Supreme Court hears arguments in medical marijuana case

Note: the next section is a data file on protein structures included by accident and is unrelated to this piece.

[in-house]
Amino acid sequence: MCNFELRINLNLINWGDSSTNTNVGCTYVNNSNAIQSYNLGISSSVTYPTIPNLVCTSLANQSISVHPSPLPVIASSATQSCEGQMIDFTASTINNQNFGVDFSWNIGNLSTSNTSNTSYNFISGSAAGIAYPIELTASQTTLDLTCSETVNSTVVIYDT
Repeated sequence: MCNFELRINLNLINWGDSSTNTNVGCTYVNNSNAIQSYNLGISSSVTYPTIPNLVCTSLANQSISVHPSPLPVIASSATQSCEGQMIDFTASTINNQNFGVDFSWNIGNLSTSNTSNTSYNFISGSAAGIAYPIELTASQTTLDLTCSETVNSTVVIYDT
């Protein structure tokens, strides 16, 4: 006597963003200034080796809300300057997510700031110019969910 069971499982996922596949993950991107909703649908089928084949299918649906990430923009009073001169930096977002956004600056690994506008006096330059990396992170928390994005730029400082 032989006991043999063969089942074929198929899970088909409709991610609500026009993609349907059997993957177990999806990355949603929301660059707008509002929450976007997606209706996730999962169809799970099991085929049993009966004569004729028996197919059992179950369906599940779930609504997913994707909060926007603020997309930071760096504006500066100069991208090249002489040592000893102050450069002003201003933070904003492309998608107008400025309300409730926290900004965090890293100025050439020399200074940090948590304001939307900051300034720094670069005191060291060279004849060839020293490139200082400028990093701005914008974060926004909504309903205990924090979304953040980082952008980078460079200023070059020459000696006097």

[JURIST] The US Supreme Court heard arguments Monday in Ashcroft v. Raich (case summary from Duke Law School), a California case involving the use of marijuana as a legitimate medical treatment. The court is considering whether sick people in the eleven states which recognize medical marijuana can get around general federal laws which ban the drug. The Bush administration is arguing Congress has not found any acceptable medical use for marijuana and that by allowing such treatment, the government will be unable to eradicate drug trafficking and its related social harms. Paul Clement, the Bush administration's top court lawyer, argued before the court today that medical use of marijuana is potentially subjecting many people to health dangers. Raich's attorney countered by saying his clients are law-abiding citizens who need marijuana to survive. Justice Stephen Breyer said supporters of medical marijuana should take their fight to federal drug regulators before coming to the Supreme Court while other justices repeatedly referred to America's drug addiction problems. The case is an appeal from a decision [PDF] by the US Court of Appeals for the Ninth Circuit which ruled against the government and found federal prosecution of medical marijuana users to be unconstitutional if the marijuana is not sold, transported across state lines or used for non-medicinal purposes. The Supreme Court ruled three years ago that the government could prosecute distributors of medical marijuana. The case is Ashcroft v. Raich, 03-1454. The Raich plaintiffs legal team has created an extensive website about the case and the isues it raises. AP has more.

 

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